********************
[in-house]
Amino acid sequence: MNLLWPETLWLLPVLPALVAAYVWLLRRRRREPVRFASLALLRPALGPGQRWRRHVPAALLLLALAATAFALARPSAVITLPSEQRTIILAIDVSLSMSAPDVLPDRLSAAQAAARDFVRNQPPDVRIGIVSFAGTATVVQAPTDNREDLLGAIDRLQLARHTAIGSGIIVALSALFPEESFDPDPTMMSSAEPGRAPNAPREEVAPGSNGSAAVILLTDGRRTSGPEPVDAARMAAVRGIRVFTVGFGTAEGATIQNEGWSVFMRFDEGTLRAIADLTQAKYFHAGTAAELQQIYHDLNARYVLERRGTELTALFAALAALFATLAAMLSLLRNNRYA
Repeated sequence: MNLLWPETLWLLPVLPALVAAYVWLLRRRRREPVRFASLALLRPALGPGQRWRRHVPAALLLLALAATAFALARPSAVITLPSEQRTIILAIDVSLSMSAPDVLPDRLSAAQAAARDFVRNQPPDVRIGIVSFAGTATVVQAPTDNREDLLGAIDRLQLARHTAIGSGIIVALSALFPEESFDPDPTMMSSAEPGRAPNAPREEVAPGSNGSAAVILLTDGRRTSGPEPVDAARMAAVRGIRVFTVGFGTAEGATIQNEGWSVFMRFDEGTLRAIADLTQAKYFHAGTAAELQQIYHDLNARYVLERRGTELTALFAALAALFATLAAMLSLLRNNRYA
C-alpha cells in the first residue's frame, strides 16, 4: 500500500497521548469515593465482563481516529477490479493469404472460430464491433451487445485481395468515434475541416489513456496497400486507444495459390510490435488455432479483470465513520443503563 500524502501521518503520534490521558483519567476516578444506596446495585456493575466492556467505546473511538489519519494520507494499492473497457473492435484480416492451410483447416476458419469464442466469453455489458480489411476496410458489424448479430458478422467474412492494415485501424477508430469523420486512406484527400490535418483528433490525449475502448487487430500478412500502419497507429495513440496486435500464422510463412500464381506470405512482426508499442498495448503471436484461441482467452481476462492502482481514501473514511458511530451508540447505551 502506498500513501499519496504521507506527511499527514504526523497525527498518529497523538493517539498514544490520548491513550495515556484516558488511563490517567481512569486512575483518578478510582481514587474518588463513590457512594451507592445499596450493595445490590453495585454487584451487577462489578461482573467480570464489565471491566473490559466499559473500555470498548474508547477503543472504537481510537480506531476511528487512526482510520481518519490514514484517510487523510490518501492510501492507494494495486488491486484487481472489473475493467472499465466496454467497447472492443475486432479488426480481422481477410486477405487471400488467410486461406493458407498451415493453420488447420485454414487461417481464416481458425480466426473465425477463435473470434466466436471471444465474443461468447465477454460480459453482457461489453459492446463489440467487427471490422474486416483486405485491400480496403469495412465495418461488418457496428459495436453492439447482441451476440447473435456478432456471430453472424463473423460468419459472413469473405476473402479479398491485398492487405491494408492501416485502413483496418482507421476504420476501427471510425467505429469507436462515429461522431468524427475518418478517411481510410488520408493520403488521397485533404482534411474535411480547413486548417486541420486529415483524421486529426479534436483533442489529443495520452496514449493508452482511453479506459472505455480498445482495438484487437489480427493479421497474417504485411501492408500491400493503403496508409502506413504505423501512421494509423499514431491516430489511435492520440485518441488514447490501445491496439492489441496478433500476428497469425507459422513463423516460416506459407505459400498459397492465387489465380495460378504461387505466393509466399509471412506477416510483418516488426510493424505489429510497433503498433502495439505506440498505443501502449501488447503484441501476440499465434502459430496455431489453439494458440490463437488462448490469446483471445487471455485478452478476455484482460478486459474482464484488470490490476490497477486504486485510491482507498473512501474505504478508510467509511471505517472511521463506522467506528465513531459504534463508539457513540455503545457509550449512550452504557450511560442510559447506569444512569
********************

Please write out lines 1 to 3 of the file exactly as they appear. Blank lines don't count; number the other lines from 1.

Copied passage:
[in-house]
Amino acid sequence: MNLLWPETLWLLPVLPALVAAYVWLLRRRRREPVRFASLALLRPALGPGQRWRRHVPAALLLLALAATAFALARPSAVITLPSEQRTIILAIDVSLSMSAPDVLPDRLSAAQAAARDFVRNQPPDVRIGIVSFAGTATVVQAPTDNREDLLGAIDRLQLARHTAIGSGIIVALSALFPEESFDPDPTMMSSAEPGRAPNAPREEVAPGSNGSAAVILLTDGRRTSGPEPVDAARMAAVRGIRVFTVGFGTAEGATIQNEGWSVFMRFDEGTLRAIADLTQAKYFHAGTAAELQQIYHDLNARYVLERRGTELTALFAALAALFATLAAMLSLLRNNRYA
Repeated sequence: MNLLWPETLWLLPVLPALVAAYVWLLRRRRREPVRFASLALLRPALGPGQRWRRHVPAALLLLALAATAFALARPSAVITLPSEQRTIILAIDVSLSMSAPDVLPDRLSAAQAAARDFVRNQPPDVRIGIVSFAGTATVVQAPTDNREDLLGAIDRLQLARHTAIGSGIIVALSALFPEESFDPDPTMMSSAEPGRAPNAPREEVAPGSNGSAAVILLTDGRRTSGPEPVDAARMAAVRGIRVFTVGFGTAEGATIQNEGWSVFMRFDEGTLRAIADLTQAKYFHAGTAAELQQIYHDLNARYVLERRGTELTALFAALAALFATLAAMLSLLRNNRYA